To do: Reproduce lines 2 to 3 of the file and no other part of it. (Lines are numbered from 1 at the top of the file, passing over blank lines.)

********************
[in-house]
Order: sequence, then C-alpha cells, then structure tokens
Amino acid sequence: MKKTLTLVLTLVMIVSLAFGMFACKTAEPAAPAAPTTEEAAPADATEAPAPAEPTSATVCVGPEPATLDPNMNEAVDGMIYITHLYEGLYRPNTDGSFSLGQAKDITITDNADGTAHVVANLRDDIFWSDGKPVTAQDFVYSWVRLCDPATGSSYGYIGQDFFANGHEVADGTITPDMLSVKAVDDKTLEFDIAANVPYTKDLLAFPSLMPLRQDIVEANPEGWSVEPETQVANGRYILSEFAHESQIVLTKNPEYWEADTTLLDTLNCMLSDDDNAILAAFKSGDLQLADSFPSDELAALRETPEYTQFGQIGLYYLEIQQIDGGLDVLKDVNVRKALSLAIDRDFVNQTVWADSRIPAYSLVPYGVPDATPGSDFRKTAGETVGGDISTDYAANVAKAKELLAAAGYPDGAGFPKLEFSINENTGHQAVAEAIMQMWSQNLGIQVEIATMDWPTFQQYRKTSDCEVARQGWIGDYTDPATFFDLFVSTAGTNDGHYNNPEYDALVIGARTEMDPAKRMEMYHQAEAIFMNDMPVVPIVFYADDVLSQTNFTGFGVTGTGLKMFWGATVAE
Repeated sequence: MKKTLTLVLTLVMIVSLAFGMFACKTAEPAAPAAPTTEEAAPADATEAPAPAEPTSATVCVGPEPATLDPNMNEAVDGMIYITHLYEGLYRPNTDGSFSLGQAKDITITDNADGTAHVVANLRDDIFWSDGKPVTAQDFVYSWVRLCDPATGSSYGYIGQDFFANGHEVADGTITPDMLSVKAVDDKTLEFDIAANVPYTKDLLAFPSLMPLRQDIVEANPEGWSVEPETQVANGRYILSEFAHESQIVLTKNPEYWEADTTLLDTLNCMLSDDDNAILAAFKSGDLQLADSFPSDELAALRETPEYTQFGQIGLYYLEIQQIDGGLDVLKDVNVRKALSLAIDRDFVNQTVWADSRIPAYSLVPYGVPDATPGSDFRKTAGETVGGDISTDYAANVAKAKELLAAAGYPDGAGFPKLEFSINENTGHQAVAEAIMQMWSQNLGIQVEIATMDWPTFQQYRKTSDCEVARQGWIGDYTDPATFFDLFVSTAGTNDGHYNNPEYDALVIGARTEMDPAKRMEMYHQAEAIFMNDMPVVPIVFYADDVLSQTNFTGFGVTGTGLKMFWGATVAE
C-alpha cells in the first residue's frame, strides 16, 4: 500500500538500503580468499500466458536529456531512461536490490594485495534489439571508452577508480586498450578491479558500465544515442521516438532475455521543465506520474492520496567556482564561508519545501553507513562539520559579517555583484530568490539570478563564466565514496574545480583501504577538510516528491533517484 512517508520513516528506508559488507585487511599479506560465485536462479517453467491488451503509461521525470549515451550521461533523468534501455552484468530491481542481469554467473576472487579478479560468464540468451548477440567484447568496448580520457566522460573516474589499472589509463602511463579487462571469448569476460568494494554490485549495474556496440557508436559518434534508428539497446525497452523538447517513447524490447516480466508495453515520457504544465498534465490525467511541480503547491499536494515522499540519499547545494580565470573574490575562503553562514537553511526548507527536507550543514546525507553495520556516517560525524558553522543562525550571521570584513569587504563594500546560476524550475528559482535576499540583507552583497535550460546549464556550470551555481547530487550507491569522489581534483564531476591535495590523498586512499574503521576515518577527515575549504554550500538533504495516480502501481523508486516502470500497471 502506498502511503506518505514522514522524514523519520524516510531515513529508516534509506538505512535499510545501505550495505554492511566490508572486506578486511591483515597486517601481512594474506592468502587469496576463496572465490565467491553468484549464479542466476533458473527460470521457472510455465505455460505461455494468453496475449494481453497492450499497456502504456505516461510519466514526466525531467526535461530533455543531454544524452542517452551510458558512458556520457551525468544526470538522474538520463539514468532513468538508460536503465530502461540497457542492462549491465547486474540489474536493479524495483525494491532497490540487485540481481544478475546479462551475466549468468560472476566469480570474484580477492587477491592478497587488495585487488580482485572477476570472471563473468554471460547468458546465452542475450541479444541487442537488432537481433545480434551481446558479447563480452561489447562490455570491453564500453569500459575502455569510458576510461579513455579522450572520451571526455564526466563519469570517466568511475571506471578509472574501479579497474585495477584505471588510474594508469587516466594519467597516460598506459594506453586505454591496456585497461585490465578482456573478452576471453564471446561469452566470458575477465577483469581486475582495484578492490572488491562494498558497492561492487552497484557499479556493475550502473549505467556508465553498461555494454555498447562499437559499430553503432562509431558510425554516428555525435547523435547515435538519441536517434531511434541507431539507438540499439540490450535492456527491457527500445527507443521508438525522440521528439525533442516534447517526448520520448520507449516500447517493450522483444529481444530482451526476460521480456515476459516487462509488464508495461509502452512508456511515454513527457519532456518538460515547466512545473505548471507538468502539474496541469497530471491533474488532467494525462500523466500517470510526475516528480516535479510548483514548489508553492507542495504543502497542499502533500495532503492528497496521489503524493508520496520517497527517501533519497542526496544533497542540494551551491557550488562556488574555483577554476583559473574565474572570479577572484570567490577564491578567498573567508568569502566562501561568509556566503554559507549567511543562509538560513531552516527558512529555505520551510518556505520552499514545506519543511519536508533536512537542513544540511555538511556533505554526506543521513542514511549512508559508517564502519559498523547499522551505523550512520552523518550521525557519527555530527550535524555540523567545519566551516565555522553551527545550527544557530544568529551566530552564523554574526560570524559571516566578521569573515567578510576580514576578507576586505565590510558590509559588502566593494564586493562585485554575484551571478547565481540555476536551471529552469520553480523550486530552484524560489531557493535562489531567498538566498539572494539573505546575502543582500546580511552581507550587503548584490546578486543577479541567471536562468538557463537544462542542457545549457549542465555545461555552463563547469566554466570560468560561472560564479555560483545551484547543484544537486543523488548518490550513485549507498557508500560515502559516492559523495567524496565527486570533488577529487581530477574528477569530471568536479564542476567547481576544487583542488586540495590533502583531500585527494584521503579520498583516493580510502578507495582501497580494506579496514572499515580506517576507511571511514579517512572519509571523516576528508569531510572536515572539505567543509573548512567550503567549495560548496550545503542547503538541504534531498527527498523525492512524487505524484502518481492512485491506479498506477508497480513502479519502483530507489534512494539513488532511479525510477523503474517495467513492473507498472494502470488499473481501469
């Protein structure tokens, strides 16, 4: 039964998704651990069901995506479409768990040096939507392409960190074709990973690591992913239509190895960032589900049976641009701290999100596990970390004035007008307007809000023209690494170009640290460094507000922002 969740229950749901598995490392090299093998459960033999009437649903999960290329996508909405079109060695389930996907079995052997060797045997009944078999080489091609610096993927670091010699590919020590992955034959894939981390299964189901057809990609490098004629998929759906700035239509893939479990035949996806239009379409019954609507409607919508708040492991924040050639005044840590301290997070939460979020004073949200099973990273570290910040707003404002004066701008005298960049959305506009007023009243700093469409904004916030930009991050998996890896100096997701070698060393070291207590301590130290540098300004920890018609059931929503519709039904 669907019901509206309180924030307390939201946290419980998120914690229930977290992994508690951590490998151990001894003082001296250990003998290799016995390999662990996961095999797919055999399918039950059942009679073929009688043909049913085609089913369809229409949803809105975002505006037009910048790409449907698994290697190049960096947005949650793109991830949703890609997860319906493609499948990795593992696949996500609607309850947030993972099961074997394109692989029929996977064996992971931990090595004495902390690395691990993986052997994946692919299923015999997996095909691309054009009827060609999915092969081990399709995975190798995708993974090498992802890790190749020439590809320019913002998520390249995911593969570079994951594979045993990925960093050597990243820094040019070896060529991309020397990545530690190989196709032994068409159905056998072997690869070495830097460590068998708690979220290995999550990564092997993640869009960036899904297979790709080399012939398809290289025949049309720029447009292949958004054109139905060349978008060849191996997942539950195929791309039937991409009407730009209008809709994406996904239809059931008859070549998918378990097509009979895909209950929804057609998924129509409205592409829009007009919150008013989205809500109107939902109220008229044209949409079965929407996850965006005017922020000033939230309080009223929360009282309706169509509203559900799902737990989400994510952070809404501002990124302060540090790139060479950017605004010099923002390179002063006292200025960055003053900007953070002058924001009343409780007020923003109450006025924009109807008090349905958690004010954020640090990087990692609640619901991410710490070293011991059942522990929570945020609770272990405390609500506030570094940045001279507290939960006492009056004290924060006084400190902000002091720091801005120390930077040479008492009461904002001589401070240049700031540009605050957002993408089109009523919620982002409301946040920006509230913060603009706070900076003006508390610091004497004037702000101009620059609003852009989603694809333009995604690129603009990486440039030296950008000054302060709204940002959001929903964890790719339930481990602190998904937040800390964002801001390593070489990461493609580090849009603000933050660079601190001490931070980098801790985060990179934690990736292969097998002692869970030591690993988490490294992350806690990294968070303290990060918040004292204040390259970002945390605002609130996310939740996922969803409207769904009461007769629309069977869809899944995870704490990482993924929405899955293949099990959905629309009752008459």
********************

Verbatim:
Order: sequence, then C-alpha cells, then structure tokens
Amino acid sequence: MKKTLTLVLTLVMIVSLAFGMFACKTAEPAAPAAPTTEEAAPADATEAPAPAEPTSATVCVGPEPATLDPNMNEAVDGMIYITHLYEGLYRPNTDGSFSLGQAKDITITDNADGTAHVVANLRDDIFWSDGKPVTAQDFVYSWVRLCDPATGSSYGYIGQDFFANGHEVADGTITPDMLSVKAVDDKTLEFDIAANVPYTKDLLAFPSLMPLRQDIVEANPEGWSVEPETQVANGRYILSEFAHESQIVLTKNPEYWEADTTLLDTLNCMLSDDDNAILAAFKSGDLQLADSFPSDELAALRETPEYTQFGQIGLYYLEIQQIDGGLDVLKDVNVRKALSLAIDRDFVNQTVWADSRIPAYSLVPYGVPDATPGSDFRKTAGETVGGDISTDYAANVAKAKELLAAAGYPDGAGFPKLEFSINENTGHQAVAEAIMQMWSQNLGIQVEIATMDWPTFQQYRKTSDCEVARQGWIGDYTDPATFFDLFVSTAGTNDGHYNNPEYDALVIGARTEMDPAKRMEMYHQAEAIFMNDMPVVPIVFYADDVLSQTNFTGFGVTGTGLKMFWGATVAE